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“Roar” by Katy Perry was the piano piece that my then six-year-old daughter practiced for her recital. On recital day, she was begging me and her mom that we skip the recital altogether. Until now, I still feel the anguish she had that day. I still hear her cries for understanding. I still see the fear on her face. She was fearful of performing in front of people. She was afraid of failure. She was frightened of making a fool out of herself.
A few months before that day, we encouraged her to take up piano lessons. Apart from learning how to play the keyboard, my wife and I hoped our daughter would gain more confidence and overcome her shyness. We thought that encouraging her to take up piano lessons culminating in a recital would help her become more fearless. The result? A lot of tears and heartaches hours before the recital.
A few weeks ago, I wrote that we should be mindful of our growth. Not minding our growth is essentially a disservice to ourselves because in a sense, we are the ones hindering ourselves to reach our maximum potential.
I also discussed about funding our growth. One should not only be mindful of one’s growth. He should also make a commitment to fund self-growth. Funding is not only about allocating financial resources. It also means investing time, mind space, and motivation to fuel development.
There’s also the need to form a roadmap towards personal growth. It’s actually a list of skills and competencies one needs to acquire to hit professional growth objectives.
The ease in creating a development plan depends on one’s awareness on the skills and competencies that he has and those he doesn’t possess. It also relies on the knowledge to identify skills and competencies needed to reach career targets.
Some said one should create a development plan before committing to fund his growth. It should be the other way around. Creating a development plan without a commitment to fund growth will be an exercise of futility. Commit to pursue growth before crafting the development plan. This way, while crafting the growth plan, one can already determine if it’s in line with the established vow.
Many are very good in making a ‘to-do list’ but they fail to accomplish it. Apart from not establishing first the commitment to fund growth, they also forget who they need to become which is required for a development plan.
There’s a reason why New Year resolutions are not achieved. It’s lack of commitment. Unless we change something from our “being,” the probability of missing our “to-do list” is going to be high.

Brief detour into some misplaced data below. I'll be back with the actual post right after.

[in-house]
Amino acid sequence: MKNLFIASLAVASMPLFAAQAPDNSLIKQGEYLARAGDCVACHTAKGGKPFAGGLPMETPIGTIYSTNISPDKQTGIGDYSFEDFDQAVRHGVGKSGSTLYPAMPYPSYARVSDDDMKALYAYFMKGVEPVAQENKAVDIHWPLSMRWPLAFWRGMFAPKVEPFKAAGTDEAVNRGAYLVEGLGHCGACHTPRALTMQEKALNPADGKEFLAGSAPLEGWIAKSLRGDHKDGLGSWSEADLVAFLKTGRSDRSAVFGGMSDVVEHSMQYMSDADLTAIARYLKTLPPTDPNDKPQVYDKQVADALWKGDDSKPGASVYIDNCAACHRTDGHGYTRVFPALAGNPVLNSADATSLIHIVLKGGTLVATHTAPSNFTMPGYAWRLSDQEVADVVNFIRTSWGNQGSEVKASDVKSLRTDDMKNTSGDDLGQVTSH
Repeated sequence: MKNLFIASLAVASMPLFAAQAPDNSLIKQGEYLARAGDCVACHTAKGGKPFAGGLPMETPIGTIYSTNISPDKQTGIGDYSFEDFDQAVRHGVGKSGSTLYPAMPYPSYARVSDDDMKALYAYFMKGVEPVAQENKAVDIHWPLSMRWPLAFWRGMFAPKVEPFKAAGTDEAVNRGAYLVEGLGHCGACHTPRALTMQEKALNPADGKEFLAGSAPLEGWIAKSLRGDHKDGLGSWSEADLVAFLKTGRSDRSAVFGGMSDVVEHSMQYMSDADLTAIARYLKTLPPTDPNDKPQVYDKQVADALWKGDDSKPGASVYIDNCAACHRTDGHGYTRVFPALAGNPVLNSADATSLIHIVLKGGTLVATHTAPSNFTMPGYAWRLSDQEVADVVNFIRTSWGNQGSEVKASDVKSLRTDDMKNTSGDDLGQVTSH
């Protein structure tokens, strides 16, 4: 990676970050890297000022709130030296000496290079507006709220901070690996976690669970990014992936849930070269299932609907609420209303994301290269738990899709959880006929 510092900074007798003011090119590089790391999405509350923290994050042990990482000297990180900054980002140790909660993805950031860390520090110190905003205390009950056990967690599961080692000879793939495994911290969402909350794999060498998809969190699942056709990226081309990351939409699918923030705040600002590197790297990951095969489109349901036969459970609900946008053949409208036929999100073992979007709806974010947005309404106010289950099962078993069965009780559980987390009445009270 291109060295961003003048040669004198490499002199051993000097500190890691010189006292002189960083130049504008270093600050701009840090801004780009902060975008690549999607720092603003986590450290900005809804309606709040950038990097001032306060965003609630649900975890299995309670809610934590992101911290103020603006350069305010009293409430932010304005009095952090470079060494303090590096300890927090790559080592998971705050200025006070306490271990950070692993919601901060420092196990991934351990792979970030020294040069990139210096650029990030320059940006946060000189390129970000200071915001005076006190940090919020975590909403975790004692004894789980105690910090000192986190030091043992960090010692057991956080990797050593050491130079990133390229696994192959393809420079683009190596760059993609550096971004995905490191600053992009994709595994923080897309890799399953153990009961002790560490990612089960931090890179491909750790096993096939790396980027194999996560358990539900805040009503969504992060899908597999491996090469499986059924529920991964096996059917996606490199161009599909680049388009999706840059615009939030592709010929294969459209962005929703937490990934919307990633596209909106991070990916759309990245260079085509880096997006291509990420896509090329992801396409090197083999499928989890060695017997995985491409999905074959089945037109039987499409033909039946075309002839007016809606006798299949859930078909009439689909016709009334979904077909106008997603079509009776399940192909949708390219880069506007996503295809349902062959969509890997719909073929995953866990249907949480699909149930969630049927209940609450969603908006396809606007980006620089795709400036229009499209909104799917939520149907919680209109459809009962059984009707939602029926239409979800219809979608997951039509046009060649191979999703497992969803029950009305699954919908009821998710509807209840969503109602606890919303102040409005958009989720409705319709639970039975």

Making a “to-do list” is not enough. We should know what kind of person we need to become. There should be equal focus on the “being” and the “task.” At the end of the day, the being is the one who’ll be doing the task. The task will not be accomplished without also being mindful of the being. This equal focus on the being and the task is one of the lessons I learned when I attended the recent Accelerated Coach Training Program.
We totally forgot about the “being” when we were planning for the development of our daughter. We realized that she can’t gain confidence by simply doing certain tasks. Though performing in front of an audience is a way to give her more confidence, we should have been mindful as well of what kind of person she needs to be for her to perform. We wanted her to perform in front of people to gain confidence but how can she do it if she lacked self assurance to begin with? Playing at the recital wasn’t enough.
My daughter went through with the recital after much prayer and encouragement. We focused on her mindset and perspective in relation to her fear of failure. We talked to her about being more trusting to us as parents. That our love for her means that the things we’re encouraging her to do, no matter how difficult, are for her benefit. More importantly, we also discussed with her about where her identity is rooted. By fearing how the audience would react to her performance, she is anchoring her identity on the approval of others. Her identity should be rooted in God,who created her and essentially gave her the talents she possesses.
Anton Ng is a Partner, Audit & Assurance of P&A Grant Thornton. P&A Grant Thornton is one of the leading Audit, Tax, Advisory, and Outsourcing firms in the Philippines, with 21 Partners and over 850 staff members. We’d like to hear from you! Tweet us: @PAGrantThornton, like us on Facebook: P&A Grant Thornton, and email your comments to email@example.com or firstname.lastname@example.org. For more information, visit our Website: www.grantthornton.com.ph.
As published in The Manila Times, dated 20 June 2018